We are learning to mass produce human beings, and although the technology thus far has been used mainly for the sympathetic goal of providing childless couples with children, only a naif would believe that it will end here. The industrial manufacture of human beings opens the door to evil on a scale that is the stuff of nightmares.

IVF is an ethically problematic technology with horrifying implications. If we are to survive this brave new world of mass-produced children, conceived not via conjugal love of a husband and wife in a family but via a pipette in a human assembly line, we must affirm that human life begins at fertilization, and that all human beings are persons with the right to life and deserving of respect. This is the essence of the pro-life movement and the philosophy of human exceptionalism. It is stated most cogently in the Christian view that we are created in God’s image. It is that Image that confers personhood and the unalienable right to life on each of us, from fertilization to natural death.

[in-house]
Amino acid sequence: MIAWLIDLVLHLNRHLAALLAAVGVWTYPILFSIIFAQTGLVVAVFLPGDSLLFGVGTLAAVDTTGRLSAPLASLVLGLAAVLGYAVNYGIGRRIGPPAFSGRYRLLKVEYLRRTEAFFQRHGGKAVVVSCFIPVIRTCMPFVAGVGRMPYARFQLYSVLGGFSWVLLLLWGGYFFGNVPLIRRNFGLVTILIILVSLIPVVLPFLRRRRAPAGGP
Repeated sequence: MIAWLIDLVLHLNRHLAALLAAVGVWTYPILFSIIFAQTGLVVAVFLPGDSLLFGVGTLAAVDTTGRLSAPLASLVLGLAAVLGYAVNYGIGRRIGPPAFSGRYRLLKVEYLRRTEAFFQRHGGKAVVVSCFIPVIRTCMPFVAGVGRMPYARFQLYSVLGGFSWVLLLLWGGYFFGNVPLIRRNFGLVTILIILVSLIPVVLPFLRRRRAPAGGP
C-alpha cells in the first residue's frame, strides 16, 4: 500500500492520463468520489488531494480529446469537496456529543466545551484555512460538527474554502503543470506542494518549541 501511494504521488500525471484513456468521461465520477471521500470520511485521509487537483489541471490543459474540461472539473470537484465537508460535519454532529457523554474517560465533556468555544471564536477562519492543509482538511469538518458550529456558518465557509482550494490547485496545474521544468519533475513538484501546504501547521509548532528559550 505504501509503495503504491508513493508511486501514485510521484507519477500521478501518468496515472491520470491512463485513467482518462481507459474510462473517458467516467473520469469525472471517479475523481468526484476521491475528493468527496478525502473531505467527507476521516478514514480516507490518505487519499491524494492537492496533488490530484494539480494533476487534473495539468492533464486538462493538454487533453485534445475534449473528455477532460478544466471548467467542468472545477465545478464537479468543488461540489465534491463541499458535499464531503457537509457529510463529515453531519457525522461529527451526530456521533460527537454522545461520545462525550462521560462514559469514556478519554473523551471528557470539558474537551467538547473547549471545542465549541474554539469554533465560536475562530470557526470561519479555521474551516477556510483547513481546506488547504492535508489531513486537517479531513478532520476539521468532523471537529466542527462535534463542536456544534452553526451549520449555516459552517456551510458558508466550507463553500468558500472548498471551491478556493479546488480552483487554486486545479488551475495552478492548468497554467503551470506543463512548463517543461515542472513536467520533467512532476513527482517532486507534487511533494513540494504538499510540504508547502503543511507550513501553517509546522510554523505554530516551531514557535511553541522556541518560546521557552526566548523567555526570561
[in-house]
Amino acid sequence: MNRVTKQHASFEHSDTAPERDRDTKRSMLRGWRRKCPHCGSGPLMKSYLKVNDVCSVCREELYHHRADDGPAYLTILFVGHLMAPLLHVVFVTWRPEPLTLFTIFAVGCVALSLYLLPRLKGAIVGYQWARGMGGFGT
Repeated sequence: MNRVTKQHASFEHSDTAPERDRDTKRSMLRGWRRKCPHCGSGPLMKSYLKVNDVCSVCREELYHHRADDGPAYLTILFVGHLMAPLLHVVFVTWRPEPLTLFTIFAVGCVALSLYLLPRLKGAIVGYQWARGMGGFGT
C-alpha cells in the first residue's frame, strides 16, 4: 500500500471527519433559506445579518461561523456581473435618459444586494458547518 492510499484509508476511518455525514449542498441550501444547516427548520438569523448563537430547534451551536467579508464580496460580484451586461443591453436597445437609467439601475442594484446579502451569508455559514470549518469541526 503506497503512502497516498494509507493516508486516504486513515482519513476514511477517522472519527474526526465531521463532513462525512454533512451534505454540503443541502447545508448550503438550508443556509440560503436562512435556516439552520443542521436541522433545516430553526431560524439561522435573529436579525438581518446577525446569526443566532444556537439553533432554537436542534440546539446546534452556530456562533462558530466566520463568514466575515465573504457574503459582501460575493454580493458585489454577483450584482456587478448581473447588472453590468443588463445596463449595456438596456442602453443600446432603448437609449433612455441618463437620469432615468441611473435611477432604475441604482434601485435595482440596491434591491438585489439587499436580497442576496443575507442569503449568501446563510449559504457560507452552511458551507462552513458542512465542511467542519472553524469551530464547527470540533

You may also wish to read: Are IVF human embryos “children”? A recent court decision Neurologist Steven Novella claims that the Alabama Supreme Court ruling that they are “children” under the law “essentially referenced god” The ruling not only did not reference God, it was meticulously based on precedent. So those who seek to remove protection from IVF embryos must lobby for that.

Michael Egnor

Professor of Neurosurgery and Pediatrics, State University of New York, Stony Brook
Michael R. Egnor, MD, is a Professor of Neurosurgery and Pediatrics at State University of New York, Stony Brook, has served as the Director of Pediatric Neurosurgery, and is an award-winning brain surgeon. He was named one of New York’s best doctors by the New York Magazine in 2005. He received his medical education at Columbia University College of Physicians and Surgeons and completed his residency at Jackson Memorial Hospital. His research on hydrocephalus has been published in journals including Journal of Neurosurgery, Pediatrics, and Cerebrospinal Fluid Research. He is on the Scientific Advisory Board of the Hydrocephalus Association in the United States and has lectured extensively throughout the United States and Europe.

Confronting IVF: Human Embryos Are Persons With a Right to Life